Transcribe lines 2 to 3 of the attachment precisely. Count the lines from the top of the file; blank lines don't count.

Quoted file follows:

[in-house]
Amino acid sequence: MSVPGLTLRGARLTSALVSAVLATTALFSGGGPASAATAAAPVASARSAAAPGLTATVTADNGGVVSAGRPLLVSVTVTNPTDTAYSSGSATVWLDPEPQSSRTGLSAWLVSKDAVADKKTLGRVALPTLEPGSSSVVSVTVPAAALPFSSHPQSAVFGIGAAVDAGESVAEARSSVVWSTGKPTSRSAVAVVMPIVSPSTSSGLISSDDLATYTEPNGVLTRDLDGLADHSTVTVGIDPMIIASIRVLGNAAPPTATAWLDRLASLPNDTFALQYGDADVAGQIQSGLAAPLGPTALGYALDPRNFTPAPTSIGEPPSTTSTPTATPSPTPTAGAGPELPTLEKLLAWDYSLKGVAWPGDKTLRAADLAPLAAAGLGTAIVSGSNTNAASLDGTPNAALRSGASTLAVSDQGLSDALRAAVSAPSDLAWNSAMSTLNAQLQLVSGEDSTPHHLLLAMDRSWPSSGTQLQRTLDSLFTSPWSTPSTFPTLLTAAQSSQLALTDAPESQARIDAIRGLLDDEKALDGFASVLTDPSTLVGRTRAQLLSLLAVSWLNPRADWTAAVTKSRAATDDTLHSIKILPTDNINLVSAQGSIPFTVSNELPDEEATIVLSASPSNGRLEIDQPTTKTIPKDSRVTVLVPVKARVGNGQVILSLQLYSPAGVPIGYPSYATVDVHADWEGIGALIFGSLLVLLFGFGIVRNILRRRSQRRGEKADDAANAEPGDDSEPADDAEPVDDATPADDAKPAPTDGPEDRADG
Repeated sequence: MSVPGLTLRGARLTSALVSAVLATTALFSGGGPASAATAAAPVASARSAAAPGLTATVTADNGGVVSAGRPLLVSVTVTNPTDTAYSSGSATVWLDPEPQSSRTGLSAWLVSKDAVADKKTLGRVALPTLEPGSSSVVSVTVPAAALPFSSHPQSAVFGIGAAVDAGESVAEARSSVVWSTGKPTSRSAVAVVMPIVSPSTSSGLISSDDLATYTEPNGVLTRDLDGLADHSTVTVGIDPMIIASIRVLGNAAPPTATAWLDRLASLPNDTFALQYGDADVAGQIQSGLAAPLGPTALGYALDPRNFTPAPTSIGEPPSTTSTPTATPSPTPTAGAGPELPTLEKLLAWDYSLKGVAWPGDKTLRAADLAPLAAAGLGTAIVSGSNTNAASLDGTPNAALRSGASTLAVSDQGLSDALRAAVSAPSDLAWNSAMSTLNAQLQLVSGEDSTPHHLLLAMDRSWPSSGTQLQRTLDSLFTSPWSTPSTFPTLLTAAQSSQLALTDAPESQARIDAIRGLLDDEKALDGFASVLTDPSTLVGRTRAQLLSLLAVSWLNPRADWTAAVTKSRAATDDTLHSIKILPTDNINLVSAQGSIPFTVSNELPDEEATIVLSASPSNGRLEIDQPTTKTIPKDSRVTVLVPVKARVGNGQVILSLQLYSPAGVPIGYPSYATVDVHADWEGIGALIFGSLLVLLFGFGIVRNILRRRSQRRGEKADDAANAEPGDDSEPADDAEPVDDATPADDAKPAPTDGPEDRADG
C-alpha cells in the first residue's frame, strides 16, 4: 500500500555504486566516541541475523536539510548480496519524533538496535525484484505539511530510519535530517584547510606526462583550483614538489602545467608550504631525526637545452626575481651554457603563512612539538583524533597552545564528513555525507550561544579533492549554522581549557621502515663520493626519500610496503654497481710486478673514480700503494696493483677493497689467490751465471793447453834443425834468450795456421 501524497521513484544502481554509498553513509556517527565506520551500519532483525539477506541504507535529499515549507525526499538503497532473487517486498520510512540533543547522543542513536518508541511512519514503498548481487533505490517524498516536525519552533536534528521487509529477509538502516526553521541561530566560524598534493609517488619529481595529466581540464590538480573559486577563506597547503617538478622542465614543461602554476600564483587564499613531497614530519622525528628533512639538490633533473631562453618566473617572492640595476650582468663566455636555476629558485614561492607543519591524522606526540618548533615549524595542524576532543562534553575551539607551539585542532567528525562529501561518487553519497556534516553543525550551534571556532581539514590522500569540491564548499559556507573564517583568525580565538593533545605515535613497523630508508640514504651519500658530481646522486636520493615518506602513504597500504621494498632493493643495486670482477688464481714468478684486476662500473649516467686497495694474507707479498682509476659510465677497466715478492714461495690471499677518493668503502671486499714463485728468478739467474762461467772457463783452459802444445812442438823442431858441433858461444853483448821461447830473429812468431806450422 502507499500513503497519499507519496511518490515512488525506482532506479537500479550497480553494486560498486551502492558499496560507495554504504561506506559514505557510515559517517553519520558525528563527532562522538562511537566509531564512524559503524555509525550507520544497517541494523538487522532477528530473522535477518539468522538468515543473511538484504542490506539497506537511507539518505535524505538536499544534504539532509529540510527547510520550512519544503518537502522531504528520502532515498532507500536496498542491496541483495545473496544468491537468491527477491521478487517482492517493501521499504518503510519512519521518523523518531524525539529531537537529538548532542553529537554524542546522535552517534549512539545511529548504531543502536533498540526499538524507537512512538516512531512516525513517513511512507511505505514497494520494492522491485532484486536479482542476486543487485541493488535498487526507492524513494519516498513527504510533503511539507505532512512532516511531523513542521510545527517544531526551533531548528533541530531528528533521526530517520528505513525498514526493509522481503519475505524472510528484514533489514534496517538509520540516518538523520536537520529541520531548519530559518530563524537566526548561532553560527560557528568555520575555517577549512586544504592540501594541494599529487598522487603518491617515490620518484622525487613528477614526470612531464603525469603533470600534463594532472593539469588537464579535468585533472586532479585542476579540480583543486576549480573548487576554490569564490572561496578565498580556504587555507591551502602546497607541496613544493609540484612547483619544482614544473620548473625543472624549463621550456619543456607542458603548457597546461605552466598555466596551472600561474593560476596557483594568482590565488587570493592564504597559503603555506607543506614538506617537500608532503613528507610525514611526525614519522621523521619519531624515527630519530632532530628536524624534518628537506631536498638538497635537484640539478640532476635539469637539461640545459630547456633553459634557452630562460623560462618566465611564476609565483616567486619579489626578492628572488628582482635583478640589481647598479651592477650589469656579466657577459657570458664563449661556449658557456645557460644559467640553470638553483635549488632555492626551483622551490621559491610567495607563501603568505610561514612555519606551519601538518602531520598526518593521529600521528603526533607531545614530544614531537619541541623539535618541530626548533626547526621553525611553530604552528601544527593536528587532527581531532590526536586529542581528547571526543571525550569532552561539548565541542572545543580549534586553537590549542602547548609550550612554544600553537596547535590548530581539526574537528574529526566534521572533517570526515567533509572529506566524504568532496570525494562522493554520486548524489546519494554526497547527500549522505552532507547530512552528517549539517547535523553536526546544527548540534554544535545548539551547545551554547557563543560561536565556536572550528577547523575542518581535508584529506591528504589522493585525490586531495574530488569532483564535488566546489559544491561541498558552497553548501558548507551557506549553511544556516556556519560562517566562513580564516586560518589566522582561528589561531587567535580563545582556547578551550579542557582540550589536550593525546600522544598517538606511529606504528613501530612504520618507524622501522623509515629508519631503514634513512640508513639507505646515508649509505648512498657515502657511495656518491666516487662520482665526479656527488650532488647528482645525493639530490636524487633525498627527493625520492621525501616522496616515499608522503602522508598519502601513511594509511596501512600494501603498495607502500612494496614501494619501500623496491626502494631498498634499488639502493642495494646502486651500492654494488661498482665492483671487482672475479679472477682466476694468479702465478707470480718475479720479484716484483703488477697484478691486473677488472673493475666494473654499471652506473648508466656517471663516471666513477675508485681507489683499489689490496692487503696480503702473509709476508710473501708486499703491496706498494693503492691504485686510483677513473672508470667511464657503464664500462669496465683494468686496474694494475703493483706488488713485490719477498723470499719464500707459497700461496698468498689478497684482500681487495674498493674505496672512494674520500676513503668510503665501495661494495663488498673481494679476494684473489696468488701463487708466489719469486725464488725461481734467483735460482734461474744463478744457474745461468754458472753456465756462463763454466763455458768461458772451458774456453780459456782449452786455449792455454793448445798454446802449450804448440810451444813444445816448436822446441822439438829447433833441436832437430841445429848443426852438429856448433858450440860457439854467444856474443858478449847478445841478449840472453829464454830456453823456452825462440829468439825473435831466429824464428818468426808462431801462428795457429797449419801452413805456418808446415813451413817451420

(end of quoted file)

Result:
Amino acid sequence: MSVPGLTLRGARLTSALVSAVLATTALFSGGGPASAATAAAPVASARSAAAPGLTATVTADNGGVVSAGRPLLVSVTVTNPTDTAYSSGSATVWLDPEPQSSRTGLSAWLVSKDAVADKKTLGRVALPTLEPGSSSVVSVTVPAAALPFSSHPQSAVFGIGAAVDAGESVAEARSSVVWSTGKPTSRSAVAVVMPIVSPSTSSGLISSDDLATYTEPNGVLTRDLDGLADHSTVTVGIDPMIIASIRVLGNAAPPTATAWLDRLASLPNDTFALQYGDADVAGQIQSGLAAPLGPTALGYALDPRNFTPAPTSIGEPPSTTSTPTATPSPTPTAGAGPELPTLEKLLAWDYSLKGVAWPGDKTLRAADLAPLAAAGLGTAIVSGSNTNAASLDGTPNAALRSGASTLAVSDQGLSDALRAAVSAPSDLAWNSAMSTLNAQLQLVSGEDSTPHHLLLAMDRSWPSSGTQLQRTLDSLFTSPWSTPSTFPTLLTAAQSSQLALTDAPESQARIDAIRGLLDDEKALDGFASVLTDPSTLVGRTRAQLLSLLAVSWLNPRADWTAAVTKSRAATDDTLHSIKILPTDNINLVSAQGSIPFTVSNELPDEEATIVLSASPSNGRLEIDQPTTKTIPKDSRVTVLVPVKARVGNGQVILSLQLYSPAGVPIGYPSYATVDVHADWEGIGALIFGSLLVLLFGFGIVRNILRRRSQRRGEKADDAANAEPGDDSEPADDAEPVDDATPADDAKPAPTDGPEDRADG
Repeated sequence: MSVPGLTLRGARLTSALVSAVLATTALFSGGGPASAATAAAPVASARSAAAPGLTATVTADNGGVVSAGRPLLVSVTVTNPTDTAYSSGSATVWLDPEPQSSRTGLSAWLVSKDAVADKKTLGRVALPTLEPGSSSVVSVTVPAAALPFSSHPQSAVFGIGAAVDAGESVAEARSSVVWSTGKPTSRSAVAVVMPIVSPSTSSGLISSDDLATYTEPNGVLTRDLDGLADHSTVTVGIDPMIIASIRVLGNAAPPTATAWLDRLASLPNDTFALQYGDADVAGQIQSGLAAPLGPTALGYALDPRNFTPAPTSIGEPPSTTSTPTATPSPTPTAGAGPELPTLEKLLAWDYSLKGVAWPGDKTLRAADLAPLAAAGLGTAIVSGSNTNAASLDGTPNAALRSGASTLAVSDQGLSDALRAAVSAPSDLAWNSAMSTLNAQLQLVSGEDSTPHHLLLAMDRSWPSSGTQLQRTLDSLFTSPWSTPSTFPTLLTAAQSSQLALTDAPESQARIDAIRGLLDDEKALDGFASVLTDPSTLVGRTRAQLLSLLAVSWLNPRADWTAAVTKSRAATDDTLHSIKILPTDNINLVSAQGSIPFTVSNELPDEEATIVLSASPSNGRLEIDQPTTKTIPKDSRVTVLVPVKARVGNGQVILSLQLYSPAGVPIGYPSYATVDVHADWEGIGALIFGSLLVLLFGFGIVRNILRRRSQRRGEKADDAANAEPGDDSEPADDAEPVDDATPADDAKPAPTDGPEDRADG